The Indian Constitution is supposed to have sought inspiration from the Constitutions of various modern democracies. It allows us many fundamental rights and freedoms but it does not speak of the pursuit of happiness.

It is not uncommon to hear elders in an Indian family say: What is this nonsense about happiness? You think you can be happy? The purpose of marriage, they are likely to say, is not happiness; it is perpetuation of the self, with all its privilege and prejudice intact. Clans decide: who is chosen, how s/he should behave, how much money must be spent on the wedding, under what circumstances can the union be dissolved. Negotiations between clans are controlled by a complex schema of socio-economic hierarchy. Every group has been assigned a fixed place and nobody must attempt to rise above their place by mingling with their social superiors.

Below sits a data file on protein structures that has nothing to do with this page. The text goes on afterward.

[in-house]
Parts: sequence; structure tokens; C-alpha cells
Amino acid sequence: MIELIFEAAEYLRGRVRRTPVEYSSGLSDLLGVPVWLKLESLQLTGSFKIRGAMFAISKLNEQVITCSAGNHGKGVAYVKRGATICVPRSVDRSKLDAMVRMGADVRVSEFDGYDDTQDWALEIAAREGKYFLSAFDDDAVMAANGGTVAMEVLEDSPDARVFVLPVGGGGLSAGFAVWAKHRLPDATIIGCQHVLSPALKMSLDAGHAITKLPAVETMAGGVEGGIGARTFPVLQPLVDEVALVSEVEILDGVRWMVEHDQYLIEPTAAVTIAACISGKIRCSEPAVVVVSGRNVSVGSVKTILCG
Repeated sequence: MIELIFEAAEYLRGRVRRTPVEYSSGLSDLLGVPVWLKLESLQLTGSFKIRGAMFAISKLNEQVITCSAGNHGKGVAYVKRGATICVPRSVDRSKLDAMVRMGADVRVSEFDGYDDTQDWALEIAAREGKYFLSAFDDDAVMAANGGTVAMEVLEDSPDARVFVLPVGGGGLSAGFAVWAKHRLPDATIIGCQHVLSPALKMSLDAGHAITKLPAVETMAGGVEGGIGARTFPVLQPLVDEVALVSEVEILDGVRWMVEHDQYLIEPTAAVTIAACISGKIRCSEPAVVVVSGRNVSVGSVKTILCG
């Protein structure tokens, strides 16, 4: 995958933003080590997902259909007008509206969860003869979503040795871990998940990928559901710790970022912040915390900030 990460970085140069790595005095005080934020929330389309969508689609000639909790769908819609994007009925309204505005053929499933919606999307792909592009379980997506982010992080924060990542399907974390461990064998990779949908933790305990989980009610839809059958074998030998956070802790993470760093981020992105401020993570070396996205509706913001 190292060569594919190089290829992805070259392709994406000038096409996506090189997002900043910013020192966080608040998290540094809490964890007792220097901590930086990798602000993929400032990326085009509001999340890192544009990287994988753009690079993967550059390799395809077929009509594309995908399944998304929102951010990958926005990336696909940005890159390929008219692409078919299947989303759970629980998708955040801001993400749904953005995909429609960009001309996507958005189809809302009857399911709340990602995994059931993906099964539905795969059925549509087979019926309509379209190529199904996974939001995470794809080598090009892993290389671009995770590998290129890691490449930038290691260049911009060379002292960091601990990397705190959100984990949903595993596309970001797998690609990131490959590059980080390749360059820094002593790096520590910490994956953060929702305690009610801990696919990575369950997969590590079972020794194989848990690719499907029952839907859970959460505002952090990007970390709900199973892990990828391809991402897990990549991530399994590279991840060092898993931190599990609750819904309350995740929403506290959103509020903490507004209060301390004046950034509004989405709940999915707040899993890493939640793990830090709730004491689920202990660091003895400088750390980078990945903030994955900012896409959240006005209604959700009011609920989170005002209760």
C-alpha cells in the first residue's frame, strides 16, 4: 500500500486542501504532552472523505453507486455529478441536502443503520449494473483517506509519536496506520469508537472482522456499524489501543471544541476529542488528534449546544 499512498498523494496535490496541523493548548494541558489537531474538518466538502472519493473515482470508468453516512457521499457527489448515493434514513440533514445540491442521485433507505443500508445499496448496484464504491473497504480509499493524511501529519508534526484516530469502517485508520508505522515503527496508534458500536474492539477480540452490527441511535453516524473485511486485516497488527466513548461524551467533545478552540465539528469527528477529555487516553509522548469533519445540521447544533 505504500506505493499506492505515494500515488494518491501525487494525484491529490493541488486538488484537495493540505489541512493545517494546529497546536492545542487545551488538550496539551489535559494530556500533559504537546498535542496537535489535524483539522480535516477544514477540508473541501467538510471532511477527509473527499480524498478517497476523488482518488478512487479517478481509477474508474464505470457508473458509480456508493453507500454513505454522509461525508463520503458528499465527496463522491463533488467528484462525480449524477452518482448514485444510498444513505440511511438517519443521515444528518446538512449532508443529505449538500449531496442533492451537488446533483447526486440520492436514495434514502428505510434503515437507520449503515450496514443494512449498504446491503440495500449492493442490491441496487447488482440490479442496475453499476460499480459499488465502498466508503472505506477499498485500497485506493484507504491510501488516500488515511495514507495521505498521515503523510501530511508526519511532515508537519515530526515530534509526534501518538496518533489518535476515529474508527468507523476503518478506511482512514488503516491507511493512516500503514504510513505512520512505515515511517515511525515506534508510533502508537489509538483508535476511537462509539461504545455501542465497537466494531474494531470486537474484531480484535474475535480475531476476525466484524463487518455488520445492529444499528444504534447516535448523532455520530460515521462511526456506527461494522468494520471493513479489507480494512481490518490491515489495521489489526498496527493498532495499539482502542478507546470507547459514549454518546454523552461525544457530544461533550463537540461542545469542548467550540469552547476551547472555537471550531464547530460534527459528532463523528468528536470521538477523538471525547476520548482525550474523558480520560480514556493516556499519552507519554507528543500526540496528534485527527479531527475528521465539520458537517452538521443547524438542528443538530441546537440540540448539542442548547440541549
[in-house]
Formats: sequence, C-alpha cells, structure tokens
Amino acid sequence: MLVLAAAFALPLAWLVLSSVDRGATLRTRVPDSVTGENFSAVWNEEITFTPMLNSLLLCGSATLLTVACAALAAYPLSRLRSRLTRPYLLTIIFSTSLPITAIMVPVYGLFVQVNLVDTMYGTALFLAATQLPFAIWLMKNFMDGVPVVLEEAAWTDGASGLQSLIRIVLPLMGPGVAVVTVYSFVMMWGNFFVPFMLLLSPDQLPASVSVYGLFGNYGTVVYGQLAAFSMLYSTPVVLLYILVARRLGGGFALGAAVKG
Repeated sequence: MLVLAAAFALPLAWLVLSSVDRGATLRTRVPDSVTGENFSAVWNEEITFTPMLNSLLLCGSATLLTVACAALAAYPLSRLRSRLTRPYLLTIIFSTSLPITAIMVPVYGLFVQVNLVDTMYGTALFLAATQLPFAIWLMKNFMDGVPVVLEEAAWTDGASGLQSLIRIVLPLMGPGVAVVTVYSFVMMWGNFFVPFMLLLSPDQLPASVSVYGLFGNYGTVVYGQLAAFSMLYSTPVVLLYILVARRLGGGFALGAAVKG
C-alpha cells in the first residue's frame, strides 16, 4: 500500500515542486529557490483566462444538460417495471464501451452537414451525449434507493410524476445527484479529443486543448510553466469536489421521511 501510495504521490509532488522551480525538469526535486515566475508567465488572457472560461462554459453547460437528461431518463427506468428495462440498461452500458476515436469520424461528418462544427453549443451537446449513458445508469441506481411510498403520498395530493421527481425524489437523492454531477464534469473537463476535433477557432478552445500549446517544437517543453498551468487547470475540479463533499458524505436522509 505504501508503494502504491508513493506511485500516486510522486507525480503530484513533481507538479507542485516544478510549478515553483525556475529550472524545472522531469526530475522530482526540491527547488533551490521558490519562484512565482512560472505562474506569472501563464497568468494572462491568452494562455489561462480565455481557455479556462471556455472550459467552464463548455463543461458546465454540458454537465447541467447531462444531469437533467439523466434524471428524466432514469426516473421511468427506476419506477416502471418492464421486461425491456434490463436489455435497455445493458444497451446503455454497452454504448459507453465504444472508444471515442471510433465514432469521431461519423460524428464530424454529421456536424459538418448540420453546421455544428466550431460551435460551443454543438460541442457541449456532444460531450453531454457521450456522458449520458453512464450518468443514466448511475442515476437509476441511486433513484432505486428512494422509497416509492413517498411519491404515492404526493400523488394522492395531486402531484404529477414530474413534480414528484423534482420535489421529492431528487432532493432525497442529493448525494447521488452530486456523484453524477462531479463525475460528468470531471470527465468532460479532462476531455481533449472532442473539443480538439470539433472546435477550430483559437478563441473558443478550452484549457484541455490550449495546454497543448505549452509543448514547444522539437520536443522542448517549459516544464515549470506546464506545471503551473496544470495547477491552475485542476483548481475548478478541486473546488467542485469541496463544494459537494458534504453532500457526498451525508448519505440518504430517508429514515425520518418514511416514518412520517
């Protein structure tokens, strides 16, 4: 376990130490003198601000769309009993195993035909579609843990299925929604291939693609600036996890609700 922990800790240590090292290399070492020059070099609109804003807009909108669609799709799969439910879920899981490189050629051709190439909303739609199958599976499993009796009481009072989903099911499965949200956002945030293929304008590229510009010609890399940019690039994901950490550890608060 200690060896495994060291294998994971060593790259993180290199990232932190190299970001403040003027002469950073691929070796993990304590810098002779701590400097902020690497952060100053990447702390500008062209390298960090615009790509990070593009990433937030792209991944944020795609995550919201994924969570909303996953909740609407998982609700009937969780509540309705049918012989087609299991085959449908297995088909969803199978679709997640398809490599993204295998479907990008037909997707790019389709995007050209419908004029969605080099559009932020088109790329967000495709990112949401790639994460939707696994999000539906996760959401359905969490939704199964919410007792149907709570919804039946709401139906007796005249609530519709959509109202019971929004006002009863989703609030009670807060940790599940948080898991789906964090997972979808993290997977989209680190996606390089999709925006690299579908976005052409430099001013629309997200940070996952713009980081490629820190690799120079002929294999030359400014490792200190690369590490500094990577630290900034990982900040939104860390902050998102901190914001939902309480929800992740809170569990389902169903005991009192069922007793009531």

In such a social environment, love is a four-letter word. It is the freak gene in the body of the nation. A tic that can't be controlled. It will not do as Papa wants. It will not kneel to Mamma’s wishes. Maternal love and paternal love are lauded but these relationships do not entail mutual respect and equal rights. Love for the homeland is tolerated as long as its manifestation is limited to observances such as standing up for the national anthem, or saluting the armed forces. To ask citizens to think about what true love entails can be construed as treachery.

Riot is another four-letter word, often triggered by rumours that a girl was harassed by one or more boys of the other community. Young people are often dissuaded from loving relationships through threats that their union would lead to communal riots; it is understood that innocents get murdered and raped during riots.